At the beginning of the school year, my oldest daughter was hesitant to take an art class. She wanted to try her hand at pottery, but the course was unavailable. So, she was stuck with drawing. She likes to draw and color, but her talent needs development. She needed a disciplined environment that would teach her the various forms and techniques of drawing. She is no Da Vinci, but she dived into her artwork with a passion and a desire comparable to that of great artists. This drive to succeed created some surprising drawings with multiple accomplishments. And she did it all with discipline and hard work.
Writing is an art form, as well. If you never try it, you will never succeed at it. All of those written words will remain on a near-empty hard drive begging to be edited and reshaped. No one will ever view the stories that run through your head because you did not have the discipline to get them down on paper.
At the start of this year, I decided it was time for some discipline in my daily routine. Although I felt that I had fallen short of my goals, I accomplished a few things last month that I would not have had I not disciplined myself to do so.
I managed to write 4,661 words in Grandfather’s Whispers, two articles for Diary of a Fat Girl, two posts for Journeys Through Meditation, five articles for Year In Reading, read four books, added a new character while enhancing six other characters in my new trilogy, and created a story outline for all three of my new books that I will work on after Grandfather’s Whispers is complete.
There was some difficulty adhering to the discipline I had set for myself. Especially when one of the young ladies in my home had an extreme hormonal imbalance (complete with light-headedness, dizziness, nausea, and vomiting) that required an unscheduled doctor’s visit, and the other girl developed a cold during her exam week. Other obstacles included a dozen more doctor’s appointments and snow days. God forbid if a child should have a snow day!
Even my own procrastination got in the way of completing my goals. I chose steam-clean my carpets instead of writing one day. Oh, the horrors of having a clean house! How can a writer manage to keep a clean house, take care of children and write successfully without neglecting her relationship with her husband?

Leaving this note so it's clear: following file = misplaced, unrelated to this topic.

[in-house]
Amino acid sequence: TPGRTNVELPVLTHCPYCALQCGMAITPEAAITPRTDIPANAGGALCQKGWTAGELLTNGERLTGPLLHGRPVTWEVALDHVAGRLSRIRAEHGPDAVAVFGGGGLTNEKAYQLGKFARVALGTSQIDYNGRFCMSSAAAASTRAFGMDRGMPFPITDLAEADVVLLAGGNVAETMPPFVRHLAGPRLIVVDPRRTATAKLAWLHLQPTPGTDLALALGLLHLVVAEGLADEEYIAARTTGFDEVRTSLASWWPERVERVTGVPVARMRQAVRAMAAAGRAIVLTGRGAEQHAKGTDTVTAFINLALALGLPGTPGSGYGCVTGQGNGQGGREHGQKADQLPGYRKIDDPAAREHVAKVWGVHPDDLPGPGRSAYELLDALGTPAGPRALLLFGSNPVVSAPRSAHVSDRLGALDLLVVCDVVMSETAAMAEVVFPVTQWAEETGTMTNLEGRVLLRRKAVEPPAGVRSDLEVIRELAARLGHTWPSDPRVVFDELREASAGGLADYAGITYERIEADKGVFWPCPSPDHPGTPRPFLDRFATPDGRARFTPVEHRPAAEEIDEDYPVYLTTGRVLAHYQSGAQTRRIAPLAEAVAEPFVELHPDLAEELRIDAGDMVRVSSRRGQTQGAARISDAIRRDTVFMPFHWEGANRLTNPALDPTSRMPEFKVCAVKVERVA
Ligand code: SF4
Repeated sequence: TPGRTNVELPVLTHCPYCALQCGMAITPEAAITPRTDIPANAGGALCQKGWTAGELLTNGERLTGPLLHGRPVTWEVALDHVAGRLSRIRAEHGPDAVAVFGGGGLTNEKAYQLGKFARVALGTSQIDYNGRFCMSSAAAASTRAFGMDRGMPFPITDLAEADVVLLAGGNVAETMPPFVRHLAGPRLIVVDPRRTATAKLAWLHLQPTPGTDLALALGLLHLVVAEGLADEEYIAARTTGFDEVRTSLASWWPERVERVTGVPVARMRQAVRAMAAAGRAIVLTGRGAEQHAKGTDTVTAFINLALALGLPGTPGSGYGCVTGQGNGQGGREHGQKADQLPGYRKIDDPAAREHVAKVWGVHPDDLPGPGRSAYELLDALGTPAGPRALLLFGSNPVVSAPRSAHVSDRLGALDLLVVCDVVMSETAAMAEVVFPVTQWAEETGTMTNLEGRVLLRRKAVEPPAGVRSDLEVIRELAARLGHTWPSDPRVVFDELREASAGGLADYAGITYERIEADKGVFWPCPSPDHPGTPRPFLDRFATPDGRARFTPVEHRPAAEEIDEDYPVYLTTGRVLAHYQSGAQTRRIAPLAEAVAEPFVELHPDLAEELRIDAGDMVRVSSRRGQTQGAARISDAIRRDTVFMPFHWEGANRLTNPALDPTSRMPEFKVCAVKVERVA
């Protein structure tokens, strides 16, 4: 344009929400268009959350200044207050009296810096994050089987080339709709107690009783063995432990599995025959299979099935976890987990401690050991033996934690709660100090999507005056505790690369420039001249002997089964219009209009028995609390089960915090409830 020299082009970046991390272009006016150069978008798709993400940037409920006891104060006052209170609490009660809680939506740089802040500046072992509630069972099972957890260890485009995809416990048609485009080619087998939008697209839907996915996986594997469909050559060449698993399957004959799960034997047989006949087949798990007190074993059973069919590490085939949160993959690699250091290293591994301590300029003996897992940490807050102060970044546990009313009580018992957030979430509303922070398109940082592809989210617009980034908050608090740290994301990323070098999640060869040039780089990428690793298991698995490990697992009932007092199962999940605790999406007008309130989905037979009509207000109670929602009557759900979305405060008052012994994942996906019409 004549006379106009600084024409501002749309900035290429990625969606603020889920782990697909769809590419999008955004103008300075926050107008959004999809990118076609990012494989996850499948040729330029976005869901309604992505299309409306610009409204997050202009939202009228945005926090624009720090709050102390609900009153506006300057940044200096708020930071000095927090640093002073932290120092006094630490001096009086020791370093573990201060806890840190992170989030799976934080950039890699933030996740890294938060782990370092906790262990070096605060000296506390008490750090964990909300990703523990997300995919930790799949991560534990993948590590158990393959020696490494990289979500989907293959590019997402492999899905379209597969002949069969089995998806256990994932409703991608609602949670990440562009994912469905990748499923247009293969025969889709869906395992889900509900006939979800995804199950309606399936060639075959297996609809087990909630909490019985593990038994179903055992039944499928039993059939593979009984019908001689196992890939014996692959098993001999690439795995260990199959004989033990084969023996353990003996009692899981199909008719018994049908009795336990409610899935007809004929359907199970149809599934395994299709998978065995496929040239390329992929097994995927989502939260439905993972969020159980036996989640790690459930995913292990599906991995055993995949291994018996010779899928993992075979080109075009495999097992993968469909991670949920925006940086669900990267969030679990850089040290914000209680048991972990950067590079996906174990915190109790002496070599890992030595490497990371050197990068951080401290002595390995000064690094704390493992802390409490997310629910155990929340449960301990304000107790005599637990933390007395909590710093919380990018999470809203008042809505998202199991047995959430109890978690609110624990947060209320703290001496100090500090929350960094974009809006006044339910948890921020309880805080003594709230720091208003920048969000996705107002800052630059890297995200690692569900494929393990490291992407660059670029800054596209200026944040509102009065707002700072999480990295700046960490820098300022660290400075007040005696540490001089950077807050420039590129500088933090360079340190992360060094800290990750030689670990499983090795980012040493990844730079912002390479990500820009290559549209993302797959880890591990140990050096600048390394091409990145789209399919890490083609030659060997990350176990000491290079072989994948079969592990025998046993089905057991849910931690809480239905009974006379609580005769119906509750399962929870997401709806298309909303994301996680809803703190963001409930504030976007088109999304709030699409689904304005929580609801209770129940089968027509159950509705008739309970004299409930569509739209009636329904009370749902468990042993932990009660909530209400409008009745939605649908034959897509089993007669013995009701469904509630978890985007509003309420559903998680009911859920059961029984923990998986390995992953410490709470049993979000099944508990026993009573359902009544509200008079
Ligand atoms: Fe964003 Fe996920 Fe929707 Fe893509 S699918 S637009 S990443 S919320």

My accomplishments last month were, without a doubt, a great deal of effort. I discovered that I had to say “no” more than I wanted to. I had to say “no” to my sister when she wanted me to babysit my nephew on a Father/Daughter day, which gave me complete creative isolation. I had to say “no” to my housecleaning by letting the laundry pile up and making my husband do the work so that I could accomplish a few more words in my book. And, I had to say “no” to picking up a child from an after-school program, making my husband drive out in the bitter cold.
Since my husband has taken a break from his scholarly studies, he also has a little time to pick up the slack regarding house cleaning and children. I have enjoyed it immensely, although the guilt remains. I feel guilty for the dirty clothes piling up. I feel guilty when I want to fix a quick meal without paying attention to its nutritional value. And I feel guilty when my family is downstairs watching a movie while I am typing away in my little corner. I asked my husband if it bothered him that I was writing. He says, “no.” Justifying his answer by telling me that this is my dream and he wants to see me succeed. What a guy!
Things will start to settle down again. But, unfortunately, I can’t control whether children will get sick just as much as I can’t control the weather. But, if I remain disciplined in my quest to become a novelist, my dream will come true one day. Then, I will remember that my discipline and hard work got me there. And it will be my discipline and hard work that will further advance my dream as a writer.